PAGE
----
Traditionally, head and neck cancers are associated with risk factors like smoking and alcohol use. Rates of these smoking-related oral cancers are dropping, but the number of HPV related oral cancers are dramatically on the rise.

Nearly 90 per cent of adults have been infected with HPV and while most people clear the virus, it can linger in some and become cancerous over decades

As a head and neck surgeon at the QEII Health Sciences Centre, Dr. Matthew Rigby has seen the rise of HPV related oral cancers first hand.

Dr. Rigby says most of these types of cancers he treats are in the oropharynx, affecting the tonsils and the base of the tongue. It's an area that can be hard for surgeons to reach.

“Traditionally we did that by cutting the jaw bone and swinging it over and actually getting to the back of the throat,” says Rigby.

Now, Rigby is one of a handful of surgeons in the country who treats these cancers using laser microsurgery.

“So it's basically a metal scope that allows me to see the cancer straight on and then we bring a microscope in and use laser to cut the tumour out in parts. That gives me access to the tumour and I can cut it out without major surgery just to get there,” says Rigby.

Recovery time is typically much faster than traditional surgery and Dr. Rigby says patients also tend to function better afterward.

“They swallow better, their voice is better, almost always they'll need a breathing tube if they have their jaw split. They hardly ever need a breathing tube or tracheostomy if they have the tumour removed through their mouth,” says Rigby.

Halifax is the only centre in Canada to offer this treatment. It's also the home of research around this growing health concern.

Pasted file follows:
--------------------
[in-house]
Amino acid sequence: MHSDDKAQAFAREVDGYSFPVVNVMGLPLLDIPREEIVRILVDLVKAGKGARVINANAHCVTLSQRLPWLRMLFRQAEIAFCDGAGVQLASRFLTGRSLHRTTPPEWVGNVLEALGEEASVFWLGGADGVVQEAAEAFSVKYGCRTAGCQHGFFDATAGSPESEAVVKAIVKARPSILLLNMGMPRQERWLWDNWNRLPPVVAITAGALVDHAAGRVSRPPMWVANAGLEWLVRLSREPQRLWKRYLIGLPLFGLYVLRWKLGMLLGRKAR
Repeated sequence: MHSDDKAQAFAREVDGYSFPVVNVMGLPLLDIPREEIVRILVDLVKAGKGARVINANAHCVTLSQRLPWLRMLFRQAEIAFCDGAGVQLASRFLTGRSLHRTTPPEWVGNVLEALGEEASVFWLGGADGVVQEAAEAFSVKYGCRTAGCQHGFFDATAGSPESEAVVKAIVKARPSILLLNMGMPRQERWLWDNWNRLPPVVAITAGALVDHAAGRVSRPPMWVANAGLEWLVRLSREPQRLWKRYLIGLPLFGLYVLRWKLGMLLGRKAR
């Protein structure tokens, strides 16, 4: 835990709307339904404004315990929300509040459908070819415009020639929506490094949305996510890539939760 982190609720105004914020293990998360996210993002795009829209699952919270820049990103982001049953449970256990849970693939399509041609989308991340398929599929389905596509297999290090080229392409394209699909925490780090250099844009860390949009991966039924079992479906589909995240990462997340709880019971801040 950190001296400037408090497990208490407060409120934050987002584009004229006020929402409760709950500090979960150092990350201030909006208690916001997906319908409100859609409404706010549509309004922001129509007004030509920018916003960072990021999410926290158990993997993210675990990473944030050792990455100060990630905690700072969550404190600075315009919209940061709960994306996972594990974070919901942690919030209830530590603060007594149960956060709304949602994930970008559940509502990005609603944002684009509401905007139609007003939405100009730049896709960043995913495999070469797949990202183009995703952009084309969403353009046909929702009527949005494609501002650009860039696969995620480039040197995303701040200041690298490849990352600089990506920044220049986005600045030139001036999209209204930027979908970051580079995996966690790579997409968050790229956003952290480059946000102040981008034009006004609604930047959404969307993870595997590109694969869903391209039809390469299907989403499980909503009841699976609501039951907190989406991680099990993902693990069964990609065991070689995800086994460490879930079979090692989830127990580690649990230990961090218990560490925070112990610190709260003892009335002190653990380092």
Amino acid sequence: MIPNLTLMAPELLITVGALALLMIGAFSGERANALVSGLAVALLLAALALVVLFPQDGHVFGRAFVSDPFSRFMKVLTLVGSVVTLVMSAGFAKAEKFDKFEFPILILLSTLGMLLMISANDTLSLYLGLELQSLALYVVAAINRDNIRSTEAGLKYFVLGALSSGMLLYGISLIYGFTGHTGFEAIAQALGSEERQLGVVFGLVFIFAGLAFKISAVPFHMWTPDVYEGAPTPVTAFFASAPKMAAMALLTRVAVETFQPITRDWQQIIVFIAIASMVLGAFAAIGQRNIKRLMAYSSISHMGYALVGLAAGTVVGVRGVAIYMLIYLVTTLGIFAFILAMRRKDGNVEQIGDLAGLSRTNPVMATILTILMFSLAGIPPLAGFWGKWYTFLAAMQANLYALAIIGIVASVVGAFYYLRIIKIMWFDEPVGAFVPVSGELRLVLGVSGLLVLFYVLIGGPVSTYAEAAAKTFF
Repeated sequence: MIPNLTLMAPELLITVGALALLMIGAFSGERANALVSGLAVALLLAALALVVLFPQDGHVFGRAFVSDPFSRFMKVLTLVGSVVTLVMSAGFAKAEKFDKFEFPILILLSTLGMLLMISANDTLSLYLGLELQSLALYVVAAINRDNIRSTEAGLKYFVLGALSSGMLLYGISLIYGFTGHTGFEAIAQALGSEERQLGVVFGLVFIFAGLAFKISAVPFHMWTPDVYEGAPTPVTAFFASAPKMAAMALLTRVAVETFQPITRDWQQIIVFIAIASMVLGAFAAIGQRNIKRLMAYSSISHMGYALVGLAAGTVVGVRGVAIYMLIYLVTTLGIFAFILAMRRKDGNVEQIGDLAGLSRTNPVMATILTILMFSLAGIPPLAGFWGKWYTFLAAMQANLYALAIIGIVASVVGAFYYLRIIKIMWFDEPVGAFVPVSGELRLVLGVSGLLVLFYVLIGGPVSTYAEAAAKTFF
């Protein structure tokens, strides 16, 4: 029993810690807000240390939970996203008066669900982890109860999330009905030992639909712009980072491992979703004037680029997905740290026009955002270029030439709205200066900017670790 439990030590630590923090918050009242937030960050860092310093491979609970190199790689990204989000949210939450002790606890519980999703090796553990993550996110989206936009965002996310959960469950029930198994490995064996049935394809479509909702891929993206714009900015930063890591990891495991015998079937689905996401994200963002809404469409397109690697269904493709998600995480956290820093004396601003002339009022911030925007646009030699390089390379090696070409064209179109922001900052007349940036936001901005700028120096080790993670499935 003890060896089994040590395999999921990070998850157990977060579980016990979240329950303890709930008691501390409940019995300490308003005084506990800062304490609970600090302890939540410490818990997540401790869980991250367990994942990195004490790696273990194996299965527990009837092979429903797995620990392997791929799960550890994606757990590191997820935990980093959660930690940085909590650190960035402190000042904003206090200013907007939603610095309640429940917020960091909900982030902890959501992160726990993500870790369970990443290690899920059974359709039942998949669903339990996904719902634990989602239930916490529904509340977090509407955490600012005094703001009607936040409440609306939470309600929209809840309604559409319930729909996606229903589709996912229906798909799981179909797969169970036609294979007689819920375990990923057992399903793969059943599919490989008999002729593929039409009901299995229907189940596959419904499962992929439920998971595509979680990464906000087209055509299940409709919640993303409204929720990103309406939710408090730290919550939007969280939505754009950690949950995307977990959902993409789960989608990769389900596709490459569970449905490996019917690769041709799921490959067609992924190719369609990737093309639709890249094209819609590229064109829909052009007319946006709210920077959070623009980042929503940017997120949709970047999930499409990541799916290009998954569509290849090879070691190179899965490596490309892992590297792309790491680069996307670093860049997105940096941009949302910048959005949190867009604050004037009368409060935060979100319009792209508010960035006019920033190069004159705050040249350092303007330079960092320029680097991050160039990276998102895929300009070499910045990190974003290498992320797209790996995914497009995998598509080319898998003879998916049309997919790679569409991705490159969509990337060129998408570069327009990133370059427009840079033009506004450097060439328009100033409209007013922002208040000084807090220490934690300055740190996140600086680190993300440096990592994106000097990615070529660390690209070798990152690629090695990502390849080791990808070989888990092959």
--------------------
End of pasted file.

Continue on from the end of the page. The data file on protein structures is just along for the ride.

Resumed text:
Dr. Rob Hart is a head and neck surgeon. He is trying to better understand why HPV develops into cancer in some cases.

“There's been about a 225 per cent increase in oropharynx cancer caused by HPV over the past decade,” says Hart. “Many people are infected with HPV, probably 100% of us have contacted it at some point in our lives, but what percentage of those people develop a cancer and why is the real question.”

Researcher Dr. Jim Fawcett says this kind of work could help identify bio-markers for HPV and eventually lead to tests in a clinical setting.

“What we're doing is trying to understand what are those cellular mechanisms, what is the HPV virus making, and who are those viral proteins talking to in the cell to disrupt and start the process of cancer in the cells,” says Fawcett. “When you come into the clinic, we want to be able to use this kind of research to say you know, you've got these kinds of markers, these kind of things are happening, and we know if that happens that's bad versus this one.”

Dr. Hart says their end goal is to prevent HPV from causing cancer.

“We're a long way from that. If we can't do that, then the next step would be really to develop therapeutics, so chemotherapies based on this model that would significantly change the outcome in those patients,” says Hart.